There is also 4 things that not Tim Burton film is complete without: white makeup, black eyes, spirals and stripes!

 

Edward Scissorhands

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One of Burton’s most successful movies, a bizarre yet touching film about a gentle man, with scissors for hands who was created by the scientist Vincent Price, the hero of Tim Burton’s childhood, who then gets brought to a perfect little suburban neighbourhood. Staring up-and-coming stars Johnny Depp and Winona Ryder (as well as Price’s final feature role as the eccentric inventor), Edward Scissorhands was acclaimed for being both a social satire and a simple tale of love and intolerance.

The pastel uniformity of suburbia and the unique mix between fantasy horror in this film is possibly what crystallized Tim Burton’s aesthetic. The director was coming off the success of “Beetlejuice” and “Batman” when Fox fast-tracked the movie, which became a critical and commercial success, cemented Johnny Depp’s fame and earned an Oscar nomination for Best Makeup.

 

Other Auteurs

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Throughout the years there has been other auteurs like Quentin Tarantino with his obvious love for blood and gore and unique shooting styles like the famous trunk shot camera angle that he has used in every film he has directed, also the “God’s Eye POV” shot where the shot is being filmed from above the actors, it is used to try and convey something bigger then the characters is watching them. But the best thing about Tarantino is not just his directing style but how he is foremost a writer like Tom McGarry pointed out one time, and that’s what truly makes his an auteur.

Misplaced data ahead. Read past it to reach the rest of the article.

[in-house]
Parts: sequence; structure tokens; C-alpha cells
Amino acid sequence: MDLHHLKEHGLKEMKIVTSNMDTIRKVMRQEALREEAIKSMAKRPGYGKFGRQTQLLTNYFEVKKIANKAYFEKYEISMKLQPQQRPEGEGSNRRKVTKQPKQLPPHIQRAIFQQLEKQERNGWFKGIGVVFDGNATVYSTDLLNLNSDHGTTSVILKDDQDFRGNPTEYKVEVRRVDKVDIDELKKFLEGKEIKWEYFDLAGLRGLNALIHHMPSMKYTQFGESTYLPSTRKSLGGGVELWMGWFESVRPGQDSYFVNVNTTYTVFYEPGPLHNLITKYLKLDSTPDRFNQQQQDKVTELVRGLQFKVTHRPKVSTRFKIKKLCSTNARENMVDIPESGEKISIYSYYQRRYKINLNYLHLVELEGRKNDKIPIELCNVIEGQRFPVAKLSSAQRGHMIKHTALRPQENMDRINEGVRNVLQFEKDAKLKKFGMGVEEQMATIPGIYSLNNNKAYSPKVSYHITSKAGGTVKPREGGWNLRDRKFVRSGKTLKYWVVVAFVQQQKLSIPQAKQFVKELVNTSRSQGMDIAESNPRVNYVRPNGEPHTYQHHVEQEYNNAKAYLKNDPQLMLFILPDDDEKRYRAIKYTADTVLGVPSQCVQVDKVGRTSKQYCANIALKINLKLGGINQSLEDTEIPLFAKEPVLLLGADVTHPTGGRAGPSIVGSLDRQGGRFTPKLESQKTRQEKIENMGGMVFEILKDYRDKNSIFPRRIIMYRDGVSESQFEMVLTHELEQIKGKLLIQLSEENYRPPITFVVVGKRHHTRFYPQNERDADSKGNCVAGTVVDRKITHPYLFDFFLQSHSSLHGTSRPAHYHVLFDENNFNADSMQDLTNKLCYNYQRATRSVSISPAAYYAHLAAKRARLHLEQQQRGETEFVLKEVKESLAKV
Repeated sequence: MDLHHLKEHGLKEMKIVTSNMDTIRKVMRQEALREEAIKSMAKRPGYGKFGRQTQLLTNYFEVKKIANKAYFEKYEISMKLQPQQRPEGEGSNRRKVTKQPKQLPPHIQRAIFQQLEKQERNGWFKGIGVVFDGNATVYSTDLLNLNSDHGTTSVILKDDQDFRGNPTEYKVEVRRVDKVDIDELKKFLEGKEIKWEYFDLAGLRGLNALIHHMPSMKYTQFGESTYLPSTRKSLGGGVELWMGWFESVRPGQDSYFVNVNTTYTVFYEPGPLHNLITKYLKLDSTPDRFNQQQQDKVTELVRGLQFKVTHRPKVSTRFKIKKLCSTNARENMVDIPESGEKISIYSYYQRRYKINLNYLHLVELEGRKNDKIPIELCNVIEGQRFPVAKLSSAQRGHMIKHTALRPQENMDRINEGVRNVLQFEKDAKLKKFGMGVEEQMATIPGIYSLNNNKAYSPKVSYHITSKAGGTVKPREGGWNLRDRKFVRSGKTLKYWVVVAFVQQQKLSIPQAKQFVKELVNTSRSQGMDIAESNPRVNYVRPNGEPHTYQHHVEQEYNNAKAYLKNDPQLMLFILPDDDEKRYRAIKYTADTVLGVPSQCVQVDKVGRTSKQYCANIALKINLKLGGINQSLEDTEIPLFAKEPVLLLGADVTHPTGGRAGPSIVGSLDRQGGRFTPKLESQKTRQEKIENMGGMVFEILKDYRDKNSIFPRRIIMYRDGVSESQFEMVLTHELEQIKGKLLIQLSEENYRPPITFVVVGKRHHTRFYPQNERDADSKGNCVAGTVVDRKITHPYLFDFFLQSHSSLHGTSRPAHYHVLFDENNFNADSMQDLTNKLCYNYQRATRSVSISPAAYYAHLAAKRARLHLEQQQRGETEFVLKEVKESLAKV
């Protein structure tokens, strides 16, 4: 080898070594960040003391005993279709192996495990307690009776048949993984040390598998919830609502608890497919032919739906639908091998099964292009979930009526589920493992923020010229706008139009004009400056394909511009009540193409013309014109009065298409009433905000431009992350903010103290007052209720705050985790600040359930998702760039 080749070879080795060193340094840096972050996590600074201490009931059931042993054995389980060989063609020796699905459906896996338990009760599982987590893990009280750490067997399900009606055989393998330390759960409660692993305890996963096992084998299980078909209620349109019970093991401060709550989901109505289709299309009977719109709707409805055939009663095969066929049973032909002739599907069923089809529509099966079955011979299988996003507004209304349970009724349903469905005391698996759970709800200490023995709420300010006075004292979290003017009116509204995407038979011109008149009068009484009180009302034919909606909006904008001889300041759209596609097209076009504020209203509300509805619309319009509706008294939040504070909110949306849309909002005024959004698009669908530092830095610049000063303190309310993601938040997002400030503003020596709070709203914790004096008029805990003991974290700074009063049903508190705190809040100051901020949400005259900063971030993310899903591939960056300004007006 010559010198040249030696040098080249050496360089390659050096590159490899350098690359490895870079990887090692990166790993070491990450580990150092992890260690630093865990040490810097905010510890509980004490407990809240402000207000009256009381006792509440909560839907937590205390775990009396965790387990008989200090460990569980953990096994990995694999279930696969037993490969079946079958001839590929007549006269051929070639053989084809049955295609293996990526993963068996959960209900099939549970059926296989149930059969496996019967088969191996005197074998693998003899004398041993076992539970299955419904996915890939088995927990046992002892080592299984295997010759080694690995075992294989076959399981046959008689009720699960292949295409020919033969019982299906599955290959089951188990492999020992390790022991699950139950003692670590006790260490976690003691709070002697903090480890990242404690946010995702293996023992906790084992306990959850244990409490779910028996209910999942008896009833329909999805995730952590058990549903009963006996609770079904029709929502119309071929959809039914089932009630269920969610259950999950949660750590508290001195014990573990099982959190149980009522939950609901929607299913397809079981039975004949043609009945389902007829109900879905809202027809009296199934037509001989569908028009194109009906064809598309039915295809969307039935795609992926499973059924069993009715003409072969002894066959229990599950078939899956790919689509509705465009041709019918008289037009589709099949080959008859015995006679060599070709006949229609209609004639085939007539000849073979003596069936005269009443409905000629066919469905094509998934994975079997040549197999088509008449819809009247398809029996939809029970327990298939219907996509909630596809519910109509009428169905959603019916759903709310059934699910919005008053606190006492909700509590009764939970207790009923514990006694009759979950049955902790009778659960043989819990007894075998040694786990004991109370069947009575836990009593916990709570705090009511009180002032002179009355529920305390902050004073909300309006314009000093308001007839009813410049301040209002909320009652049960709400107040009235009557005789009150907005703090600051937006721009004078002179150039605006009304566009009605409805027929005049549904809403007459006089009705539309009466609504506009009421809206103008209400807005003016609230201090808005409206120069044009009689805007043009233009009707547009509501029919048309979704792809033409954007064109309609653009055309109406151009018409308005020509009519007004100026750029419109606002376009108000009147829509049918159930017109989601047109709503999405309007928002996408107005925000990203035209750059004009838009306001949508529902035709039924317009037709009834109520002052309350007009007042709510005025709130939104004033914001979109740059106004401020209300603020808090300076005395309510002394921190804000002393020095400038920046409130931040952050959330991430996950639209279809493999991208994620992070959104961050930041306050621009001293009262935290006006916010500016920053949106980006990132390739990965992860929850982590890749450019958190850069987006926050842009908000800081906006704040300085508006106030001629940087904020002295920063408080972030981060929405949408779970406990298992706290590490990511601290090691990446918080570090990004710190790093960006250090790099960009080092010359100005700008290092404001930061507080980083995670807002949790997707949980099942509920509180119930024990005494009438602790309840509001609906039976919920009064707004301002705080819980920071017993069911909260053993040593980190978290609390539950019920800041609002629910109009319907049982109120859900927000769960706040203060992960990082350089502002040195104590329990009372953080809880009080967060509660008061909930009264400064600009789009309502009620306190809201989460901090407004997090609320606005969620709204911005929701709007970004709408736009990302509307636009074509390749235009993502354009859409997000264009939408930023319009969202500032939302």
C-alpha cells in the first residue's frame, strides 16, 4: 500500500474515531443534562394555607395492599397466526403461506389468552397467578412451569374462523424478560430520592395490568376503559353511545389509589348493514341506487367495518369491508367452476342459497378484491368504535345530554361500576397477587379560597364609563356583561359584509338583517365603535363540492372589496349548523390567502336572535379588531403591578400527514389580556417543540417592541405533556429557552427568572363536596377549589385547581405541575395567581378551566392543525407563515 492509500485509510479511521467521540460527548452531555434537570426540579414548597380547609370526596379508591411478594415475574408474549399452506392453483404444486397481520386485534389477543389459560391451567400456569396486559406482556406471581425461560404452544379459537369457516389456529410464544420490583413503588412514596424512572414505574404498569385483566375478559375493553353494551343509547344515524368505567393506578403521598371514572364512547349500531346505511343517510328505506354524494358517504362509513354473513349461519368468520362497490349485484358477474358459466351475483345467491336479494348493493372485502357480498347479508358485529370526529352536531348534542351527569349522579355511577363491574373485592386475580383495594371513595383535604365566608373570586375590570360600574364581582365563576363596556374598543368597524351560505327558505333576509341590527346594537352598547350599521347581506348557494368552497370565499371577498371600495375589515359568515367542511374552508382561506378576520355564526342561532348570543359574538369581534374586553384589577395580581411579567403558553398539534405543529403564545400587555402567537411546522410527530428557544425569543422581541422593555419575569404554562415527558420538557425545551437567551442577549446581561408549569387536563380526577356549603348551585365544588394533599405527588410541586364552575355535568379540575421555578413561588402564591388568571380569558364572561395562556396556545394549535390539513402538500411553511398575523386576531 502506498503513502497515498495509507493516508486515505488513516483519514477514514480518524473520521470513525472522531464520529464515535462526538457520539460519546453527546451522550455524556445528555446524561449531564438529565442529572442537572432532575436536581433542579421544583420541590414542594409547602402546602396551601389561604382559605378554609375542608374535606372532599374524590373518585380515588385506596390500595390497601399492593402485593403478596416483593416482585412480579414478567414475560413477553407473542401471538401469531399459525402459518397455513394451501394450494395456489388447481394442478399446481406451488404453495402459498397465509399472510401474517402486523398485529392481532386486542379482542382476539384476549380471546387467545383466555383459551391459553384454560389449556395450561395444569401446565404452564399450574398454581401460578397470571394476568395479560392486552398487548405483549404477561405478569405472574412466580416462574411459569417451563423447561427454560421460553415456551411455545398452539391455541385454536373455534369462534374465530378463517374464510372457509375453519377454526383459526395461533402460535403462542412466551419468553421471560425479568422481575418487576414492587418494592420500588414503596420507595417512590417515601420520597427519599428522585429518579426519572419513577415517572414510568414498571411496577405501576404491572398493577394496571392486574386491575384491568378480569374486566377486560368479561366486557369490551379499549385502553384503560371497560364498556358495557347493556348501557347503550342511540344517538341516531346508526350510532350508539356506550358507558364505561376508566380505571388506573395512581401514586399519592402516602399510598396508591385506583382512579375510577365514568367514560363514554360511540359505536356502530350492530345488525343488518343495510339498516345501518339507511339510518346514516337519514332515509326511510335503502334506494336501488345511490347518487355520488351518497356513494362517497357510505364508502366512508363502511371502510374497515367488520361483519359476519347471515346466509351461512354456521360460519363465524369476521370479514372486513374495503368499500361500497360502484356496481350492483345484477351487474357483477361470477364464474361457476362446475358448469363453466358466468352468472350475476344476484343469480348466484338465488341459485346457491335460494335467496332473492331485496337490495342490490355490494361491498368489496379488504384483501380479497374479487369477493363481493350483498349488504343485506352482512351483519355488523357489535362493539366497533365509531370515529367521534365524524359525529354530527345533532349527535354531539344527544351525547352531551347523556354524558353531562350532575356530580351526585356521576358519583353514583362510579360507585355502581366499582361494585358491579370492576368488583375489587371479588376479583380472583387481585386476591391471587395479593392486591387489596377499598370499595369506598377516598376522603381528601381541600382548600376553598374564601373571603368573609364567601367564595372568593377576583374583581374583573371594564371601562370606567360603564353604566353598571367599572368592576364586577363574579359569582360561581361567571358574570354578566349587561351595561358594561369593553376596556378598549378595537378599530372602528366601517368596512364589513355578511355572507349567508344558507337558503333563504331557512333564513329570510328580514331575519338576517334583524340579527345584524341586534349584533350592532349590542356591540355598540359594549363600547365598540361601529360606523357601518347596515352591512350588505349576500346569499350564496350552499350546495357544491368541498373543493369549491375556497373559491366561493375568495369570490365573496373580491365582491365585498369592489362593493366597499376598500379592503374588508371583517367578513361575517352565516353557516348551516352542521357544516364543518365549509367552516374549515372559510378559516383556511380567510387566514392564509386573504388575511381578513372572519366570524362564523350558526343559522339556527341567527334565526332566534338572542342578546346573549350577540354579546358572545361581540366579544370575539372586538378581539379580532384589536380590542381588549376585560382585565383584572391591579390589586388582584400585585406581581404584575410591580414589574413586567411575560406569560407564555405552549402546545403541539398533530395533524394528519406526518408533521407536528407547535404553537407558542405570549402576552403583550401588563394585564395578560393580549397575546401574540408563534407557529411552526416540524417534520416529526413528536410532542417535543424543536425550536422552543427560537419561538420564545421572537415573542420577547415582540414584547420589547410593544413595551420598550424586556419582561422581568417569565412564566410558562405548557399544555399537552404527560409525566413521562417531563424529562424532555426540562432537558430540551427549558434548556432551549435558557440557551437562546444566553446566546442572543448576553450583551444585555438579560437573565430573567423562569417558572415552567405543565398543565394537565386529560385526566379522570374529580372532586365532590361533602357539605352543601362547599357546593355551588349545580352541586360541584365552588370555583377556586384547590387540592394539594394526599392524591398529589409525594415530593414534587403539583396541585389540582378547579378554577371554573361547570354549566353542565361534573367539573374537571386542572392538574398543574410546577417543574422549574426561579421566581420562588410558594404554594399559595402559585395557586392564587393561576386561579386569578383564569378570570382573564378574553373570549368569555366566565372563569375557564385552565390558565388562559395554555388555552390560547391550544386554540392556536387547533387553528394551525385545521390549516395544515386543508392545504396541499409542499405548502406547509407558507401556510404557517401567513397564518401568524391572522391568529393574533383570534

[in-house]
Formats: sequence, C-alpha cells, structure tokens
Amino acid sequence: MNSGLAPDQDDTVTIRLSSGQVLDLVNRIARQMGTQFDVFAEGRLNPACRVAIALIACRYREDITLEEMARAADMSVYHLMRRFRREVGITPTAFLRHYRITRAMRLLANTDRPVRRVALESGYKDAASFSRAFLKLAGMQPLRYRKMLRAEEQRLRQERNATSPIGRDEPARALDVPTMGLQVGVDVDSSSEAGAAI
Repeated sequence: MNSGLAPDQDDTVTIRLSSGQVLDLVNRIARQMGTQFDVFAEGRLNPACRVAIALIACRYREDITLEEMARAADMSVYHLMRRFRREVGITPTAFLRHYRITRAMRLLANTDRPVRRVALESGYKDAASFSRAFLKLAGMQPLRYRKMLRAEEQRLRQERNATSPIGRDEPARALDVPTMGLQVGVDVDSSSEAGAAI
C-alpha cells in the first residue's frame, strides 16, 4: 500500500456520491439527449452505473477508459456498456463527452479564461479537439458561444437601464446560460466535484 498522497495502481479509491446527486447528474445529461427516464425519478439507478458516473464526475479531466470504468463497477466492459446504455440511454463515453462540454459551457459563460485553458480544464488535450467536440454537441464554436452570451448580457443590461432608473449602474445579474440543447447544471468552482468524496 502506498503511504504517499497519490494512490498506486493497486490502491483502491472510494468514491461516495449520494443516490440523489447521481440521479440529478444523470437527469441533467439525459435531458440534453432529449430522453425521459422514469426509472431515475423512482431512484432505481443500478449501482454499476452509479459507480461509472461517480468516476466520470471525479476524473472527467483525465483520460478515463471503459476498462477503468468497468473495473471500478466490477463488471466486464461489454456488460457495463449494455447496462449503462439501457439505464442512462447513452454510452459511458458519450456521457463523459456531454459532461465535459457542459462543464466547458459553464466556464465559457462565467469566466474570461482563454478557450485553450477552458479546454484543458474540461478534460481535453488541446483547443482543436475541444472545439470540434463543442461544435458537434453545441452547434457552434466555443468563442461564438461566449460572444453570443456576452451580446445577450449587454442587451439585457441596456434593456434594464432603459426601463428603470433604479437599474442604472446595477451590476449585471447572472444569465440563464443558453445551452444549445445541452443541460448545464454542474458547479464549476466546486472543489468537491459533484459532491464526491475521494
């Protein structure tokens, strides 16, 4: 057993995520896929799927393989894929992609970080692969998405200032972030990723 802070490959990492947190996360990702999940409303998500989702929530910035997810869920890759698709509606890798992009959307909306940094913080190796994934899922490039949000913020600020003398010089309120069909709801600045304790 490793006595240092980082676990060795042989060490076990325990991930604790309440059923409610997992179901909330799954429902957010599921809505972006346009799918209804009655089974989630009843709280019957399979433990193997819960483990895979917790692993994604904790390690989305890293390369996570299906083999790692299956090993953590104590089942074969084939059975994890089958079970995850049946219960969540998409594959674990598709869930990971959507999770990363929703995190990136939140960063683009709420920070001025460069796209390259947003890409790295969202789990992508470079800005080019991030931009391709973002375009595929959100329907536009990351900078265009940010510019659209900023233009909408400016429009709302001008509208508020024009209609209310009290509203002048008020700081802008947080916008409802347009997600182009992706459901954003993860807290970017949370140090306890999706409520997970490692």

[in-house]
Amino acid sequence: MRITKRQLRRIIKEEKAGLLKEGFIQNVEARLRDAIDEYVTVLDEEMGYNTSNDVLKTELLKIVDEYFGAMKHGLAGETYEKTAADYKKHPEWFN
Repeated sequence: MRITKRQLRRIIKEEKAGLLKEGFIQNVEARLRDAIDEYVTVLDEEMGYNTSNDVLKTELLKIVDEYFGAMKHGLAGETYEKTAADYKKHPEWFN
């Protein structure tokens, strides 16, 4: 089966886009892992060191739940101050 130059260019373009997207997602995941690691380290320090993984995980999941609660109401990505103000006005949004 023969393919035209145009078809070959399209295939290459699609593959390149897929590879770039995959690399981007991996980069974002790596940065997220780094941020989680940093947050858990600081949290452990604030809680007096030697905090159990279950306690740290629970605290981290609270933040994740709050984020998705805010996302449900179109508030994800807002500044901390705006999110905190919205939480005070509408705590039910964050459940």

Or like one of the most crucial figure of silent cinema, Charlie Chaplin who known for his happy clumsy character, “The Tramp”, in his slapstick comedies how he suddenly tripped and stumbled forward with the smooth grace of a ballet dancer into a perfect pirouette, with his little derby hat, tight coat, baggy pants and oversized shoes. Even now nearly a hundred years later, his distinct image is arguably one of the most recognisable in the world.

Another auteur is Martin Scorsese who is part of the New Hollywood wave of filmmaking, he is widely regarded as one of the most significant and influential filmmakers in cinema history.  With his films focusing on their protagonists, who are almost always morally ambiguous, and tend to provide voiceover, which is used in a manner similar to soliloquies in Shakespeare’s greatest works. Scorsese’s films include a high number of true-life stories, and, excepting his literary adaptations, his films imitate real life closely. Another one of his signature trademarks is how he begins his films with segments taken from the middle or end of the story and how he makes use of slow motion techniques or how he frequently sets his films in New York City. His films are usually “cut” to the music.

One of the best auteurs of the last 70 years is the Master of Suspense himself, Alfred Hitchcock who gave us classics like Psycho, Vertigo and The Birds. His signature appearances in the his own films being one of his trademarks, as well as his visual approach to his films. Things like a climax plot twist, blonde female leads, the presence of a domineering mother in her child’s life (e.g. Psycho), an innocent man accused, restricting the action to a single setting to increase tension (e.g. Lifeboat, Rear Window, Rope). The central theme of Hitchcock’s films was murder and the psychology behind it, when asked what his mission in life was he said “to simply scare the hell out of people.”.